Left the Basilica and walked through the vast St Peters square before moving onto the next destination. Down by the river Tiber is the Castle of the Holy Angel, which was initially build as the Mausoleum of Hadrian but was later converted into a castle and is now a museum. Further up the river on the opposite bank was the mausoleum of Augusta which was built for his ashes along with Caligula’s and Nero’s but is fenced off and left in ruins. Final stop today was at the Piazza del Popolo with its huge stolen Egyptian Obelisk standing in the centre of the square.
Rome - Forum
Part of the enormous Basilica of Maxentius
visiting all these sites but by the late afternoon we were feeling tired so got the metro back home and then down to a bar for a few drinks to clear our heads, or perhaps numb them. Once again Shelley wanted a curry for dinner and I went out on a limb and chose something I have only ever dreamed of “a Kebab Pizza”. Had visions of an Aussie kebab dripping with hummus and chilli sauce with Tabouli smothered in cheese on a pizza base, but unfortunately it was pretty much a tasteless mess – the search goes on. Day 282 Wednesday 26th October 2016 –Rome
The secret lives of penguins have been observed in Roma in the past few days with the sightings of the common black with white collar and chest species running around ruffling the backs of some of the more exotic species like the Calcutta Theresa’s with their white and hint of blue. Today we are going back to their migration hotspot must first endeavour to combat the metro to see the Vatican and its history, unfortunately the tunnels were blocked and we were trying to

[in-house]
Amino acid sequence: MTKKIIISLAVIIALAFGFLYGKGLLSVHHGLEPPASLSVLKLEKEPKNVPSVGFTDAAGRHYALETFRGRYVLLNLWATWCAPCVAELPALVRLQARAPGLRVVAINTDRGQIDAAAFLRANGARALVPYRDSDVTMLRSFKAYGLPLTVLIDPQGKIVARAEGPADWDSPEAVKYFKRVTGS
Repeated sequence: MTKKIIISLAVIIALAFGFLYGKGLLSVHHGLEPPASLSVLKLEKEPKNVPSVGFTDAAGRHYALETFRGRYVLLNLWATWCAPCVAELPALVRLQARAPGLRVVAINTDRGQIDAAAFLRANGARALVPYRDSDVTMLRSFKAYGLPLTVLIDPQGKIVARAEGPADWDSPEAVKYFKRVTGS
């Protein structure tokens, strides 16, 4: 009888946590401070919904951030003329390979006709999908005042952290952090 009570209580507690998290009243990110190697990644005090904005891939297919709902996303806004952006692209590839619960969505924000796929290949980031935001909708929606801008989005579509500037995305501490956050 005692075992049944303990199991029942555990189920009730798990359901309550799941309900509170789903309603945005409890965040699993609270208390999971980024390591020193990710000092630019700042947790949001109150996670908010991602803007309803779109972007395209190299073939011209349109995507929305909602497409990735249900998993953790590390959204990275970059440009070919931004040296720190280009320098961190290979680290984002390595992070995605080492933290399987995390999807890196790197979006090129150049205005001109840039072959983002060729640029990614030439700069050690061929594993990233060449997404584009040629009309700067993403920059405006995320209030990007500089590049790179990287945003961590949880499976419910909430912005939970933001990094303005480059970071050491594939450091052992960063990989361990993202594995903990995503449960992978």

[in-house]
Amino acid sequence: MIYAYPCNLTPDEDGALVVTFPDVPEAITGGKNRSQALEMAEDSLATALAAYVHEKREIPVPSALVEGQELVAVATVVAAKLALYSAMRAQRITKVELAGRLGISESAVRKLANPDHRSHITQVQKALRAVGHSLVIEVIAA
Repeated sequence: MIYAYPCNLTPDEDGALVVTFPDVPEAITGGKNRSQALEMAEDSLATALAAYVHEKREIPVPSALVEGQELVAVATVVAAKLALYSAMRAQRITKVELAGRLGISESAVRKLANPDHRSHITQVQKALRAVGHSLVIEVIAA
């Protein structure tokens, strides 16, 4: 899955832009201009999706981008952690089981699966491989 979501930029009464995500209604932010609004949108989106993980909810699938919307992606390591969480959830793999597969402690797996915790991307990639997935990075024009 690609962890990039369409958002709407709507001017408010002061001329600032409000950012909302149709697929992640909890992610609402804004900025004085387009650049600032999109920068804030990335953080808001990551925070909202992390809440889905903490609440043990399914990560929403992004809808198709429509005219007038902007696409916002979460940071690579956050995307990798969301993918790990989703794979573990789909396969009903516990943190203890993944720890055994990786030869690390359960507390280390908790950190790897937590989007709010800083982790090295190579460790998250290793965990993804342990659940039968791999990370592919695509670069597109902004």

Rome - Forum
Wow all that broken marble
push down a level but were blocked 2 levels above the platform by a wall of people. We decided to walk the 1 hour to the Vatican and as we arrived got to see the Emperor Penguin (El Papa) was on the big screens in the Square. We pushed and tried to be polite to all the hawkers that swooned down on us trying to sell tickets to the Vatican which is free and then offering tours to the Vatican Museum which thankfully we have already got tickets for, this meant we got in before the group without tickets.
Italy is not known for its organisational skills and El Papa’s house is no different we may have had pre brought tickets but had to exchange them for tickets in the Museum which meant lining up with the non ticket holders and them paying with credit cards etc. We only had to exchange our slip of paper for the ticket – quick and easy so why is there not a separate line. Once in, the human crush started in the Egyptian section we saw some nice pieces but opted to get out quickly the crush continued on and
off through the day reaching its peak in the Sistine Chapel where the bedlam was unbelievable with loud speaker announcements telling people “Silenzio”, “no photos and no video”. There was no peace and quiet looking at the masterpieces in the chapel just constant chatter and shoving.